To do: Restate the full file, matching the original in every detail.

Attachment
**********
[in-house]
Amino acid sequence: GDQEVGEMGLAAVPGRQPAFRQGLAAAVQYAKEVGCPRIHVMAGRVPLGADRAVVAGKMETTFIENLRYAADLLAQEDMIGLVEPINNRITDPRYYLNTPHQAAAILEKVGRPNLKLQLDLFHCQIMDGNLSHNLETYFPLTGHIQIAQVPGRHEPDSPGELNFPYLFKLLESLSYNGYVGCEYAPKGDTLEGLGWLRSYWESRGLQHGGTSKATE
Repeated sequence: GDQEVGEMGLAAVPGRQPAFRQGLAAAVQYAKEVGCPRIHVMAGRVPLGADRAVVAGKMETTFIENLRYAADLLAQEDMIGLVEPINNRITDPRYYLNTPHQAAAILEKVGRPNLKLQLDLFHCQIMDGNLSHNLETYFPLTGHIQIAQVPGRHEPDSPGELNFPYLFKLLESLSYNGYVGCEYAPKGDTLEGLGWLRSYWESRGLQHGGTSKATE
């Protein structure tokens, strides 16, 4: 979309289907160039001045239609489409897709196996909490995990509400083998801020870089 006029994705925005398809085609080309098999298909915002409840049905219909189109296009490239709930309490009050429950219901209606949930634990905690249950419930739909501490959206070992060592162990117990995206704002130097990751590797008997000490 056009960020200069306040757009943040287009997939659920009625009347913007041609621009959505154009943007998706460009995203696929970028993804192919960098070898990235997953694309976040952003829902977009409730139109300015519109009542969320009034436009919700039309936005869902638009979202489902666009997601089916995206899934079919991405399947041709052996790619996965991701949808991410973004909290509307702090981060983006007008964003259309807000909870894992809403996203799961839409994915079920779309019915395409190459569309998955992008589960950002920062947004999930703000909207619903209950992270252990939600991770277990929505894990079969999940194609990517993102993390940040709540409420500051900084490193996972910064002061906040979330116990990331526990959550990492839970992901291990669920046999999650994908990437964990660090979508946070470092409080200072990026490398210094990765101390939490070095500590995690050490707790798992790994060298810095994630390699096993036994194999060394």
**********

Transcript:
[in-house]
Amino acid sequence: GDQEVGEMGLAAVPGRQPAFRQGLAAAVQYAKEVGCPRIHVMAGRVPLGADRAVVAGKMETTFIENLRYAADLLAQEDMIGLVEPINNRITDPRYYLNTPHQAAAILEKVGRPNLKLQLDLFHCQIMDGNLSHNLETYFPLTGHIQIAQVPGRHEPDSPGELNFPYLFKLLESLSYNGYVGCEYAPKGDTLEGLGWLRSYWESRGLQHGGTSKATE
Repeated sequence: GDQEVGEMGLAAVPGRQPAFRQGLAAAVQYAKEVGCPRIHVMAGRVPLGADRAVVAGKMETTFIENLRYAADLLAQEDMIGLVEPINNRITDPRYYLNTPHQAAAILEKVGRPNLKLQLDLFHCQIMDGNLSHNLETYFPLTGHIQIAQVPGRHEPDSPGELNFPYLFKLLESLSYNGYVGCEYAPKGDTLEGLGWLRSYWESRGLQHGGTSKATE
């Protein structure tokens, strides 16, 4: 979309289907160039001045239609489409897709196996909490995990509400083998801020870089 006029994705925005398809085609080309098999298909915002409840049905219909189109296009490239709930309490009050429950219901209606949930634990905690249950419930739909501490959206070992060592162990117990995206704002130097990751590797008997000490 056009960020200069306040757009943040287009997939659920009625009347913007041609621009959505154009943007998706460009995203696929970028993804192919960098070898990235997953694309976040952003829902977009409730139109300015519109009542969320009034436009919700039309936005869902638009979202489902666009997601089916995206899934079919991405399947041709052996790619996965991701949808991410973004909290509307702090981060983006007008964003259309807000909870894992809403996203799961839409994915079920779309019915395409190459569309998955992008589960950002920062947004999930703000909207619903209950992270252990939600991770277990929505894990079969999940194609990517993102993390940040709540409420500051900084490193996972910064002061906040979330116990990331526990959550990492839970992901291990669920046999999650994908990437964990660090979508946070470092409080200072990026490398210094990765101390939490070095500590995690050490707790798992790994060298810095994630390699096993036994194999060394």